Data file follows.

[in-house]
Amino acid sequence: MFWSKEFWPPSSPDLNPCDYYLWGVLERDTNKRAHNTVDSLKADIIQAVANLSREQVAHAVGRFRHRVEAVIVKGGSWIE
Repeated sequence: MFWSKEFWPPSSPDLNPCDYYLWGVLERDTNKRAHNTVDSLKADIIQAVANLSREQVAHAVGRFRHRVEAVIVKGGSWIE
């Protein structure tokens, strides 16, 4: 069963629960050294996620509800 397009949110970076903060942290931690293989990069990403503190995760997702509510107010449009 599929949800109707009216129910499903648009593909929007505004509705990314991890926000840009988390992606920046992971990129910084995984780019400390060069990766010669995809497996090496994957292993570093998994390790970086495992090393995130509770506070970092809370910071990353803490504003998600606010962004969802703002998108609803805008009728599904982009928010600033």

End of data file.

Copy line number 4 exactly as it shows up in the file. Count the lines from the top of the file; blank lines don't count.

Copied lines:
């Protein structure tokens, strides 16, 4: 069963629960050294996620509800 397009949110970076903060942290931690293989990069990403503190995760997702509510107010449009 599929949800109707009216129910499903648009593909929007505004509705990314991890926000840009988390992606920046992971990129910084995984780019400390060069990766010669995809497996090496994957292993570093998994390790970086495992090393995130509770506070970092809370910071990353803490504003998600606010962004969802703002998108609803805008009728599904982009928010600033």